Compositional Description of Three-Phase Flow Model in a Gas-Lifted Well with High Water-Cut

Oil & Gas Science and Technology, Jul 2018

Gas-lift technique is part of a long-term production sustainability solution in oil fields amid increasing water cuts and depleting reservoir energy. A three-phase compositional model describing the continuous gas-lift process for an operational oilfield experiencing high water-cut is developed. Field data with different water-cut values was considered to compare a three-phase black-oil model against its compositional counterpart. Results show that significant deviation may encounter when compositional method is employed in contrast to the black-oil model as water-cut increases. Due to different properties of the injection gas and produced gas in separators, the compositional treatment would be necessary for modeling the gas-lift process. Moreover, three-phase equilibrium calculations for hydrocarbon-water flow mixtures in the gas-lifted well with moderate and high water-cut are required.La technique par poussée de gaz dite gas-lift fait partie des solutions durables de production à long terme des champs pétroliers. Pour un champ pétrolier en opération affecté par des proportions d’eau élevées, un modèle de composition en trois phases, décrivant le procédé continu de gas-lift, a été développé. Les données du champ pétrolier pour différentes proportions d’eau ont été évaluées pour pouvoir comparer le modèle black-oil en trois phases avec un modèle compositionnel. Lorsque les proportions d’eau augmentent, les résultats montrent qu’une déviation conséquente peut avoir lieu lorsque la méthode compositionnelle est utilisée en comparaison avec le modèle black-oil. En raison des différentes propriétés du gaz d’injection et du gaz produit dans les séparateurs, le traitement compositionnel serait a priori nécessaire pour modéliser le procédé de gas-lift. De plus, les calculs portant sur un équilibre en trois phases pour les mélanges d’hydrocarbures et d’eau dans le gas-lift du puits, sont nécessaires pour des proportions d’eau modérées et élevées.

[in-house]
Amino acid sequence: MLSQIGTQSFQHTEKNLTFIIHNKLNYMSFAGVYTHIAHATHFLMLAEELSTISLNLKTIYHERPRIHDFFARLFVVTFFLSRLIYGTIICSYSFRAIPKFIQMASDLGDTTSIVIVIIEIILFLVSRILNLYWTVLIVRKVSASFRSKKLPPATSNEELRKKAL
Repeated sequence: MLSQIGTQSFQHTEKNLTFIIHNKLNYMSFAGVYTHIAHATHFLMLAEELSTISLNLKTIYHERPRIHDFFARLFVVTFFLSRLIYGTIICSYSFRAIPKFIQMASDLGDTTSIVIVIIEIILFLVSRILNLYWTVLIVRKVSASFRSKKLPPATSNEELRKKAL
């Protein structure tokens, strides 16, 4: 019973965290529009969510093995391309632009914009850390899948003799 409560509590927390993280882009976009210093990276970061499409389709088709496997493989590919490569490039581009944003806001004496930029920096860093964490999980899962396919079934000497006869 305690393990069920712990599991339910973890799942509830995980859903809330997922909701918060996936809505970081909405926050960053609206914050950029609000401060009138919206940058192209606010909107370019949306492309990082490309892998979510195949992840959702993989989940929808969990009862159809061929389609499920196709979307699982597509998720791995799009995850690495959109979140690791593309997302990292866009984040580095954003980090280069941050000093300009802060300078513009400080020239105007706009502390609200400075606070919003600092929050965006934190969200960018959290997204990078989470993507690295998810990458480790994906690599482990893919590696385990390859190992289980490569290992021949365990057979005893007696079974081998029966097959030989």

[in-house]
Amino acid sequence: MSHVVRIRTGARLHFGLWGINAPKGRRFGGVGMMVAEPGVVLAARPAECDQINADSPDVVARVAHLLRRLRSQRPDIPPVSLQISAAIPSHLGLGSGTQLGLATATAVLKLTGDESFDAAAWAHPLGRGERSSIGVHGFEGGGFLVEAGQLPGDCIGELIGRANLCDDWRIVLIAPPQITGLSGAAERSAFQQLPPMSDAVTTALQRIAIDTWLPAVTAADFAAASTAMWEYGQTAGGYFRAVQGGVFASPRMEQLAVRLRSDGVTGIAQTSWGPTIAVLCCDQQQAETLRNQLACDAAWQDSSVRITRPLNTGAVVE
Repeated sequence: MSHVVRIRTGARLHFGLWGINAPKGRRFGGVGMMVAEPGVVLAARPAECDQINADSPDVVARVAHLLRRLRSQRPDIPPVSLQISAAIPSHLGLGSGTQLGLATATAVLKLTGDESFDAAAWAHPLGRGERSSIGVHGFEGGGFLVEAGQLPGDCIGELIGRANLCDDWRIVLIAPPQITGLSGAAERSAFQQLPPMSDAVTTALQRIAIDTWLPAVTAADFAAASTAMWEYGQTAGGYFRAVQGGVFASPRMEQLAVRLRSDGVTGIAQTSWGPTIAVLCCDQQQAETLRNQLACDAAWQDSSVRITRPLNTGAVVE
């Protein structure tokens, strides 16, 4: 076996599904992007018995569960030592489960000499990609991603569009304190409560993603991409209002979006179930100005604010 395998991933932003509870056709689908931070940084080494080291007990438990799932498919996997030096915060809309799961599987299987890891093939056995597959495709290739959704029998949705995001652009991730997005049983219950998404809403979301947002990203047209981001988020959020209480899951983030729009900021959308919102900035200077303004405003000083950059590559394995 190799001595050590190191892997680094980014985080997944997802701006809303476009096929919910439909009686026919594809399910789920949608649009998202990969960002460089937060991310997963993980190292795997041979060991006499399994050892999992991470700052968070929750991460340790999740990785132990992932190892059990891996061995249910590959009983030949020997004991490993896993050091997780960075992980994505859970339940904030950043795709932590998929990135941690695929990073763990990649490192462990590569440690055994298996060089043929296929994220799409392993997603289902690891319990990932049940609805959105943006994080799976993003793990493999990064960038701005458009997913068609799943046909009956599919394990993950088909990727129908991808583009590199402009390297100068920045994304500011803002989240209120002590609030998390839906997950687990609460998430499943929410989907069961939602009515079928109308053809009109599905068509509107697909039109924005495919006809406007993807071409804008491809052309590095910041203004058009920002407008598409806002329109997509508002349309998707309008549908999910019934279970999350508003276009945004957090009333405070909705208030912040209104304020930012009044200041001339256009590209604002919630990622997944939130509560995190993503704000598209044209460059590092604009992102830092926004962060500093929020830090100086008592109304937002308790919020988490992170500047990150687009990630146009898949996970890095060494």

A PDF file should load here. If you do not see its contents the file may be temporarily unavailable at the journal website or you do not have a PDF plug-in installed and enabled in your browser.

Alternatively, you can download the file locally and open with any standalone PDF reader:

Compositional Description of Three-Phase Flow Model in a Gas-Lifted Well with High Water-Cut